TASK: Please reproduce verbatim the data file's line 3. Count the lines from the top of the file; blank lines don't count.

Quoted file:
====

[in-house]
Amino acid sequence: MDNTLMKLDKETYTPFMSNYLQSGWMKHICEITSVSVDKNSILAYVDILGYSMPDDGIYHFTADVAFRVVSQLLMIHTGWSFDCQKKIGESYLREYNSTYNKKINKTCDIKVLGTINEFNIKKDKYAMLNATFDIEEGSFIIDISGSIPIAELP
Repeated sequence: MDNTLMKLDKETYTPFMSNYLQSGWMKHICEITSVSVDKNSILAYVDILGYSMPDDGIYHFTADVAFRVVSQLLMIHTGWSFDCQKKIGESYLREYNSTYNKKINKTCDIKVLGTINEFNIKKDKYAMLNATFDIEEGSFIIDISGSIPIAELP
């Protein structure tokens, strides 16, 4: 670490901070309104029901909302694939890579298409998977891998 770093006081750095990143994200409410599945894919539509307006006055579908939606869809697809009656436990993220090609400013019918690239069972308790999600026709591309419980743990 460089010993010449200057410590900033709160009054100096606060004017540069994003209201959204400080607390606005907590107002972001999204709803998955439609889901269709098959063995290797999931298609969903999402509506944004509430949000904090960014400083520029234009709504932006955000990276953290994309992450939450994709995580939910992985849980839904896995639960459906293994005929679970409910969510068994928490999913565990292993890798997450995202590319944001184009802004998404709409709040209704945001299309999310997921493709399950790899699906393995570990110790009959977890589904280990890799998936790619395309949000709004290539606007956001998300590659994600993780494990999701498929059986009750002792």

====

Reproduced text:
Repeated sequence: MDNTLMKLDKETYTPFMSNYLQSGWMKHICEITSVSVDKNSILAYVDILGYSMPDDGIYHFTADVAFRVVSQLLMIHTGWSFDCQKKIGESYLREYNSTYNKKINKTCDIKVLGTINEFNIKKDKYAMLNATFDIEEGSFIIDISGSIPIAELP